This panel at the Medieval Colloquium at Sewanee (10-11 March 2017), sponsored by the International Piers Plowman Society, invites papers exploring the theme of borders and margins in William Langland’s Piers Plowman. Papers might address this question from any number of perspectives, including but not limited to questions of literary interpretation: e.g., how does the poem construe those at the margins of society (the poor, the disabled, the non-Christian others)? Or how does the poem establish boundaries between its different genres or modes (e.g., romance, allegory, didacticism, preaching)?
Call for papers: ‘Peace, Piety and Vendetta in Medieval Italy’
52 International Congress for Medieval Studies
Sponsored by Italians and Italianists at Kalamazoo
The Medieval and Renaissance Graduate Association at The Ohio State University would like to invite abstracts from any area of medieval and early modern studies for their fourth annual conference, to be held on October 14-15, 2016 in Columbus, OH.
Abstracts of 250-300 words are due August 31, 2016.
The theme of this year’s conference is Intersectionality.
Conference: ASECS 2017 (Minneapolis, MN)
Panel Title: Children of the Enlightenment
Revenant, a peer-reviewed scholarly journal dedicated to the study of the supernatural, the uncanny and the weird, based out of Falmouth University in the United Kingdom is looking for submissions for a special theme issue dedicated to the “Transatlantic Renaissance Supernatural”. Guest-edited by Ed Simon of Lehigh University, Revenant is looking for scholarly, academic and creative exploration of the supernatural during the Renaissance across literature, history, folklore, philosophy, science, religion, sociology, and popular culture.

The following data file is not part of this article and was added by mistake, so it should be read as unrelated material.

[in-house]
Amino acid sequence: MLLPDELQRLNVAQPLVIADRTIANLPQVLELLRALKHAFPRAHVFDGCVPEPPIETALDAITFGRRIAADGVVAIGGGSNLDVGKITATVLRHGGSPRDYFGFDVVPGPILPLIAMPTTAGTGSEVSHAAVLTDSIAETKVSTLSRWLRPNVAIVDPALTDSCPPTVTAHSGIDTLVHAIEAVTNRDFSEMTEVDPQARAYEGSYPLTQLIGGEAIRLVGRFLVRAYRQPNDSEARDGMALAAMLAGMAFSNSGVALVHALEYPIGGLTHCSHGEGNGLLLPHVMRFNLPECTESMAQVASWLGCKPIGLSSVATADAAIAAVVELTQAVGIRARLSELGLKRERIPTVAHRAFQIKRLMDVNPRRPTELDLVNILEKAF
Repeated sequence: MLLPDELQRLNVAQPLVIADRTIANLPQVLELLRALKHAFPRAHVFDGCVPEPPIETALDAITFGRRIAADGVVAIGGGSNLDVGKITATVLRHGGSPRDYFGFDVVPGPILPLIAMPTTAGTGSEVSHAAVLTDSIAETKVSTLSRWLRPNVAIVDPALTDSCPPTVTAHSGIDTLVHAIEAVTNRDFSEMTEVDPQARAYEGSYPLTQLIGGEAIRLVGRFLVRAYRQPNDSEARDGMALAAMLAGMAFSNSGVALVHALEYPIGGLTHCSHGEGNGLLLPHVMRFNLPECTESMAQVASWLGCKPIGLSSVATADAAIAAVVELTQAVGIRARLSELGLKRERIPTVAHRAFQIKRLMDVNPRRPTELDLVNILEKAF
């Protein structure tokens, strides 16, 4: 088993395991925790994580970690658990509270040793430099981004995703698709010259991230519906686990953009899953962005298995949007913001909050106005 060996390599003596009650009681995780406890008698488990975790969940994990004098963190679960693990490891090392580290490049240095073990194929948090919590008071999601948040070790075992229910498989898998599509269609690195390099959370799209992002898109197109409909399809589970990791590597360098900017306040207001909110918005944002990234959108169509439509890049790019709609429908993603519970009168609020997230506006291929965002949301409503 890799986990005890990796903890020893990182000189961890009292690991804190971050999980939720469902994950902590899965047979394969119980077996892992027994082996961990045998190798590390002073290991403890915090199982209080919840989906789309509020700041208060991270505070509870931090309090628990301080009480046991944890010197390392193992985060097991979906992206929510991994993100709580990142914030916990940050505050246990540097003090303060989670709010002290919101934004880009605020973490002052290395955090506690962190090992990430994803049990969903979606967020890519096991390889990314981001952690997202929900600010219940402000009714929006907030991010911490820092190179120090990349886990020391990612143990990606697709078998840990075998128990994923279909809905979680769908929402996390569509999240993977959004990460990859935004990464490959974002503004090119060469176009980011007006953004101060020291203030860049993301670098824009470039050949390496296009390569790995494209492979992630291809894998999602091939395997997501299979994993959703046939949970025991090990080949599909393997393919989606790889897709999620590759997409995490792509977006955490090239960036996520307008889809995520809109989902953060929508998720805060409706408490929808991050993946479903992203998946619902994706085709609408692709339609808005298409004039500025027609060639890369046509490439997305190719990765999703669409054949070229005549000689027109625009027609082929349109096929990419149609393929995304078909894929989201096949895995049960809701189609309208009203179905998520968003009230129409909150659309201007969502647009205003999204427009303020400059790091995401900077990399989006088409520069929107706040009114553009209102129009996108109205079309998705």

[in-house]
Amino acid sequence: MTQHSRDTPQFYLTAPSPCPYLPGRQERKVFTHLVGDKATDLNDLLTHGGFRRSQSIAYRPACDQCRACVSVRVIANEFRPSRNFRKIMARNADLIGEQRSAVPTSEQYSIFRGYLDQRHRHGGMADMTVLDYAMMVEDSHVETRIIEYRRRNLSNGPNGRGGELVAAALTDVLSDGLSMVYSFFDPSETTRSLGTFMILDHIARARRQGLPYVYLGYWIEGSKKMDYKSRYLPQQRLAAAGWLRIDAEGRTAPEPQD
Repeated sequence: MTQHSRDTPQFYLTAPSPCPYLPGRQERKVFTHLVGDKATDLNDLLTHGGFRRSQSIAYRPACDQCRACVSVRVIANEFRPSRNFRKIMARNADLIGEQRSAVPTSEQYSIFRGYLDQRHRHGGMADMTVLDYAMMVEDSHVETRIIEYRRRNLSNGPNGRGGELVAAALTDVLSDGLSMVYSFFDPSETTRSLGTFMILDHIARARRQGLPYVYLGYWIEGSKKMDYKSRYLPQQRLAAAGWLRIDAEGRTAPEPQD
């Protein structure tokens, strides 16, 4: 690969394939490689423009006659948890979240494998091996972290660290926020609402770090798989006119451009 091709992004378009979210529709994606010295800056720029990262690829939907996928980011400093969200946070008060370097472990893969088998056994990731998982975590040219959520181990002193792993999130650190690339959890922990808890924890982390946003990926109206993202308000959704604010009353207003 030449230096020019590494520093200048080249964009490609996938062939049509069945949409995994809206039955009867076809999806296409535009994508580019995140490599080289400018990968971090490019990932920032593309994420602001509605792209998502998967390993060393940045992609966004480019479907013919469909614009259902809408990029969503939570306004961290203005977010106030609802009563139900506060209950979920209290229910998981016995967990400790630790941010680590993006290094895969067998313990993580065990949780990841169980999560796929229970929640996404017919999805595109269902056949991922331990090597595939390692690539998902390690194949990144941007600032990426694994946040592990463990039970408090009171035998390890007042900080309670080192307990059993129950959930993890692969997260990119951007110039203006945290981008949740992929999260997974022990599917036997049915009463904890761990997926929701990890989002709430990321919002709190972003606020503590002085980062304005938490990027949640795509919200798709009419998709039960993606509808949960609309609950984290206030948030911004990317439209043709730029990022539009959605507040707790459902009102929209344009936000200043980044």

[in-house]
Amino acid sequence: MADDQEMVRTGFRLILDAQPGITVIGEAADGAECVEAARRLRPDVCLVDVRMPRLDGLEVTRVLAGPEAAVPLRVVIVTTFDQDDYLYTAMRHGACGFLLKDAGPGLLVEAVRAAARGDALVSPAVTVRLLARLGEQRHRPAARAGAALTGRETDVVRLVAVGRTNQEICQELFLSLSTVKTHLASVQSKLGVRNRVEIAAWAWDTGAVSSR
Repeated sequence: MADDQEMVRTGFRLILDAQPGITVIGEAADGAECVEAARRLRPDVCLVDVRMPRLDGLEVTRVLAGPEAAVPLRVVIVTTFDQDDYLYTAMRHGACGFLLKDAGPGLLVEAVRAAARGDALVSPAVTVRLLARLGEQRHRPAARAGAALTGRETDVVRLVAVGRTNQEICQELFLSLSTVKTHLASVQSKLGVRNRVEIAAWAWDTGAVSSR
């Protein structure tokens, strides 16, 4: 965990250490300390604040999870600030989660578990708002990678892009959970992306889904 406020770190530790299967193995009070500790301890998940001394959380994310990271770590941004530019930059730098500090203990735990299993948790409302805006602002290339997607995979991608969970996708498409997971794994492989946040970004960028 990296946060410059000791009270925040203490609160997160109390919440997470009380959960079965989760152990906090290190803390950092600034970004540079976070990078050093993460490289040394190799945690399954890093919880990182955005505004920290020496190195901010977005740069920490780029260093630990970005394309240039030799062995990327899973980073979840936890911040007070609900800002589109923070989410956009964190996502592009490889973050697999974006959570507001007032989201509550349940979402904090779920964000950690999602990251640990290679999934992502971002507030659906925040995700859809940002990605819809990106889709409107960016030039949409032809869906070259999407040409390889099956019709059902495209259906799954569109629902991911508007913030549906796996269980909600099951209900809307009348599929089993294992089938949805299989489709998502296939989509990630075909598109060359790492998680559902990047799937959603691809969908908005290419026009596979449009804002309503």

in cooperation with
Max Weber Centre for Advanced Cultural and Social Studies
University of Erfurt, Germany6th ESSWE Conference Western Esotericism and Deviance
Augustinerkloster, Erfurt, Germany, June 1-3, 2017
CFP: Reconsidering The Second Nun’s Tale
International Congress on Medieval Studies (May 11-14, 2017) in Kalamazoo, MI
Religions (ISSN 2077-1444, http://www.mdpi.com/journal/religions) is currently running a Special Issue "The Buddhist Imagination: Visions and Narratives" which is guest edited by Prof. Dr. Francisca Cho of Georgetown University.
Transformation has long been discussed in studies of early modern English drama. From an interest in Ovidian transformation to the way cross-dressed actors were feared to be “transformed” into effeminate men by performing the roles of women, scholars have looked at specific ways in which transformation incited fear, awe, and excitement in the playhouse. Next Fall, the Folger Shakespeare Library is presenting a symposium, “Early Modern Theatre and Conversion,” that explores issues of how religious “transformation” is represented on stage, as well as how theatre is able to “convert” religious conversion.